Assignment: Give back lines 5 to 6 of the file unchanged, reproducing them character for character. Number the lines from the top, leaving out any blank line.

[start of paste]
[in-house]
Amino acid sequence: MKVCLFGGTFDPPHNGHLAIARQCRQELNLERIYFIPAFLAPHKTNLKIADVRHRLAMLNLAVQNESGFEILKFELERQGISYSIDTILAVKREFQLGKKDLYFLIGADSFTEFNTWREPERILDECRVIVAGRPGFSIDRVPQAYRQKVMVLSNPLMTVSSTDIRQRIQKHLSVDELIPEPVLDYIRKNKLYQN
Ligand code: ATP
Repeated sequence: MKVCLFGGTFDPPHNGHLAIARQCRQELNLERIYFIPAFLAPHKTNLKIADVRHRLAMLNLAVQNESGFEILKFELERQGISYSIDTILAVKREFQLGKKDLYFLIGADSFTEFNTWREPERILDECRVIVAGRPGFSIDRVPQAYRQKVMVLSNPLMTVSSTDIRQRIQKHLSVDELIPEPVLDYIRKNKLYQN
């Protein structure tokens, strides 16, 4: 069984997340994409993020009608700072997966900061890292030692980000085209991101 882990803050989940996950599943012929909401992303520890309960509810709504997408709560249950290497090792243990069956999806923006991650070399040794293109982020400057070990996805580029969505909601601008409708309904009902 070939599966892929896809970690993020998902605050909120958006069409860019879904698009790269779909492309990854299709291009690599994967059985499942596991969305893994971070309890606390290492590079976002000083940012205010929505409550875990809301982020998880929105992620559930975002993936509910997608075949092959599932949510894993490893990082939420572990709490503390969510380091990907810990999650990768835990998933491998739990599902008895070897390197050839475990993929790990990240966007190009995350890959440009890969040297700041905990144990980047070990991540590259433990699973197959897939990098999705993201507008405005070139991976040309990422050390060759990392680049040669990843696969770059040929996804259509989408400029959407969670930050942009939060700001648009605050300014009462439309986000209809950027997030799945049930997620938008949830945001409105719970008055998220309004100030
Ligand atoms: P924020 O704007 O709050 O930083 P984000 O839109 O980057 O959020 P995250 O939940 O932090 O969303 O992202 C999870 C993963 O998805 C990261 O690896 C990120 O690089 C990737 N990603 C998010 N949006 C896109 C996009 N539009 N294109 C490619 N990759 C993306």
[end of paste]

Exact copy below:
């Protein structure tokens, strides 16, 4: 069984997340994409993020009608700072997966900061890292030692980000085209991101 882990803050989940996950599943012929909401992303520890309960509810709504997408709560249950290497090792243990069956999806923006991650070399040794293109982020400057070990996805580029969505909601601008409708309904009902 070939599966892929896809970690993020998902605050909120958006069409860019879904698009790269779909492309990854299709291009690599994967059985499942596991969305893994971070309890606390290492590079976002000083940012205010929505409550875990809301982020998880929105992620559930975002993936509910997608075949092959599932949510894993490893990082939420572990709490503390969510380091990907810990999650990768835990998933491998739990599902008895070897390197050839475990993929790990990240966007190009995350890959440009890969040297700041905990144990980047070990991540590259433990699973197959897939990098999705993201507008405005070139991976040309990422050390060759990392680049040669990843696969770059040929996804259509989408400029959407969670930050942009939060700001648009605050300014009462439309986000209809950027997030799945049930997620938008949830945001409105719970008055998220309004100030
Ligand atoms: P924020 O704007 O709050 O930083 P984000 O839109 O980057 O959020 P995250 O939940 O932090 O969303 O992202 C999870 C993963 O998805 C990261 O690896 C990120 O690089 C990737 N990603 C998010 N949006 C896109 C996009 N539009 N294109 C490619 N990759 C993306």